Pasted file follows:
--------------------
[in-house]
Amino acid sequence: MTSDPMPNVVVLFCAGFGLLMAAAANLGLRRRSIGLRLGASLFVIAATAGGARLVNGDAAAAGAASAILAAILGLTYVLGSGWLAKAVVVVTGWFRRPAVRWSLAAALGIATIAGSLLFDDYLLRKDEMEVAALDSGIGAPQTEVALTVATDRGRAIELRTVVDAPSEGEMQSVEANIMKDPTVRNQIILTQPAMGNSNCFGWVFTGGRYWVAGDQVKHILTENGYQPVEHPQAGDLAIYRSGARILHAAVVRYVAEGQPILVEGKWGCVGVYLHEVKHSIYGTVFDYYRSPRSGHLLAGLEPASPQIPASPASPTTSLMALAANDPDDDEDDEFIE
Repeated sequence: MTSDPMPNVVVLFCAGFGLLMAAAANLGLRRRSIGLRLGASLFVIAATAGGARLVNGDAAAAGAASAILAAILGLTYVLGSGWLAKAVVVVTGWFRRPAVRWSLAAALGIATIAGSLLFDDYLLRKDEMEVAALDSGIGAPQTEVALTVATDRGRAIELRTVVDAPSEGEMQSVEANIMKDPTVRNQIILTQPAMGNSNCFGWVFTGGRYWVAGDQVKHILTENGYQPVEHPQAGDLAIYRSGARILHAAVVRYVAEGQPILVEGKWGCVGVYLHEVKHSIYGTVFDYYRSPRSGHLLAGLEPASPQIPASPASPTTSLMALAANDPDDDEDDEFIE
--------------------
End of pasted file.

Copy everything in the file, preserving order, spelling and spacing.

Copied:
[in-house]
Amino acid sequence: MTSDPMPNVVVLFCAGFGLLMAAAANLGLRRRSIGLRLGASLFVIAATAGGARLVNGDAAAAGAASAILAAILGLTYVLGSGWLAKAVVVVTGWFRRPAVRWSLAAALGIATIAGSLLFDDYLLRKDEMEVAALDSGIGAPQTEVALTVATDRGRAIELRTVVDAPSEGEMQSVEANIMKDPTVRNQIILTQPAMGNSNCFGWVFTGGRYWVAGDQVKHILTENGYQPVEHPQAGDLAIYRSGARILHAAVVRYVAEGQPILVEGKWGCVGVYLHEVKHSIYGTVFDYYRSPRSGHLLAGLEPASPQIPASPASPTTSLMALAANDPDDDEDDEFIE
Repeated sequence: MTSDPMPNVVVLFCAGFGLLMAAAANLGLRRRSIGLRLGASLFVIAATAGGARLVNGDAAAAGAASAILAAILGLTYVLGSGWLAKAVVVVTGWFRRPAVRWSLAAALGIATIAGSLLFDDYLLRKDEMEVAALDSGIGAPQTEVALTVATDRGRAIELRTVVDAPSEGEMQSVEANIMKDPTVRNQIILTQPAMGNSNCFGWVFTGGRYWVAGDQVKHILTENGYQPVEHPQAGDLAIYRSGARILHAAVVRYVAEGQPILVEGKWGCVGVYLHEVKHSIYGTVFDYYRSPRSGHLLAGLEPASPQIPASPASPTTSLMALAANDPDDDEDDEFIE